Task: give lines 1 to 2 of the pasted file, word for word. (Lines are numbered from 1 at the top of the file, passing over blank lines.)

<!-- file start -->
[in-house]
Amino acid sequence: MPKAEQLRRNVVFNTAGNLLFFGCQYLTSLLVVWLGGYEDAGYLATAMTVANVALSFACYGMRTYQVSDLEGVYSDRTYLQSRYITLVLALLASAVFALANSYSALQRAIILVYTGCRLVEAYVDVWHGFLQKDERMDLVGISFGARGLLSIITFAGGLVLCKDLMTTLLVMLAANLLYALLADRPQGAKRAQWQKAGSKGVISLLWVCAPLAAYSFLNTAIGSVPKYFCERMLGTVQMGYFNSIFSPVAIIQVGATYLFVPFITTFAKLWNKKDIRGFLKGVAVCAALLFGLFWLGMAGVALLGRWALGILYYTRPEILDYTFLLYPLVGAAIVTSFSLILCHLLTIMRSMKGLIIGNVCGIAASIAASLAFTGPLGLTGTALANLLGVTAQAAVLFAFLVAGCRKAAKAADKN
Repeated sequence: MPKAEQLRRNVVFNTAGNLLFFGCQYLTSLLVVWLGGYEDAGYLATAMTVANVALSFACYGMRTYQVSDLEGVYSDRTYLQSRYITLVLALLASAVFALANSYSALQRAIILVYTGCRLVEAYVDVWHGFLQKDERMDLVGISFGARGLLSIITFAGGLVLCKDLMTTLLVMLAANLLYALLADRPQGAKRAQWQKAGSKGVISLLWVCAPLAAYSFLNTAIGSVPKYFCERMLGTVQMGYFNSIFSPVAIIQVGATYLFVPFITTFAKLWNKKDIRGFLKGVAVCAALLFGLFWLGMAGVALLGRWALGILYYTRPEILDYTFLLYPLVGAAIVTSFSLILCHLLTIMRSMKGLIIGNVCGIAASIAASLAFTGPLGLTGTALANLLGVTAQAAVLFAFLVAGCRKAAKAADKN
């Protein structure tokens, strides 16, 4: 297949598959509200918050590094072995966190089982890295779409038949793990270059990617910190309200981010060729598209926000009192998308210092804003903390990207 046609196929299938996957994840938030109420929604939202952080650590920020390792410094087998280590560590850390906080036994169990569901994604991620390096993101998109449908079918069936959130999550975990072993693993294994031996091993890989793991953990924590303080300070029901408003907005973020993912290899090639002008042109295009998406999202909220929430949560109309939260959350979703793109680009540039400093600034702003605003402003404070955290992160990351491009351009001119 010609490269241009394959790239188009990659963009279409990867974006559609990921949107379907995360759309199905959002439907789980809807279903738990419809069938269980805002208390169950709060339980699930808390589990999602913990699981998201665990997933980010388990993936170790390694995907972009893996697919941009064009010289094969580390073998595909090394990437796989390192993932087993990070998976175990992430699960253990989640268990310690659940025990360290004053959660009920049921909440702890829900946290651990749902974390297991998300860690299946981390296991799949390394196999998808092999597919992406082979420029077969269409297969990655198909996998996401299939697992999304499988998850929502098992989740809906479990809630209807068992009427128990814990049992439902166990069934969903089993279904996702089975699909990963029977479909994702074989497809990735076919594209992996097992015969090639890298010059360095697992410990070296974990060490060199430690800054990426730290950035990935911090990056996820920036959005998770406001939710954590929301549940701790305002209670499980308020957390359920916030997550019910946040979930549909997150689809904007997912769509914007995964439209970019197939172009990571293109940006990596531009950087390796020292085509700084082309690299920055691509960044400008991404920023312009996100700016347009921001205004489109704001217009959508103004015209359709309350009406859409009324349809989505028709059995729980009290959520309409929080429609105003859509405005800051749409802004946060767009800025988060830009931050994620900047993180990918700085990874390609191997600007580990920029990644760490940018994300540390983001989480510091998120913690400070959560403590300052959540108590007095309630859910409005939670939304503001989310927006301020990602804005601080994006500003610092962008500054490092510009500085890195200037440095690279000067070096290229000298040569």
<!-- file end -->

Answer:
[in-house]
Amino acid sequence: MPKAEQLRRNVVFNTAGNLLFFGCQYLTSLLVVWLGGYEDAGYLATAMTVANVALSFACYGMRTYQVSDLEGVYSDRTYLQSRYITLVLALLASAVFALANSYSALQRAIILVYTGCRLVEAYVDVWHGFLQKDERMDLVGISFGARGLLSIITFAGGLVLCKDLMTTLLVMLAANLLYALLADRPQGAKRAQWQKAGSKGVISLLWVCAPLAAYSFLNTAIGSVPKYFCERMLGTVQMGYFNSIFSPVAIIQVGATYLFVPFITTFAKLWNKKDIRGFLKGVAVCAALLFGLFWLGMAGVALLGRWALGILYYTRPEILDYTFLLYPLVGAAIVTSFSLILCHLLTIMRSMKGLIIGNVCGIAASIAASLAFTGPLGLTGTALANLLGVTAQAAVLFAFLVAGCRKAAKAADKN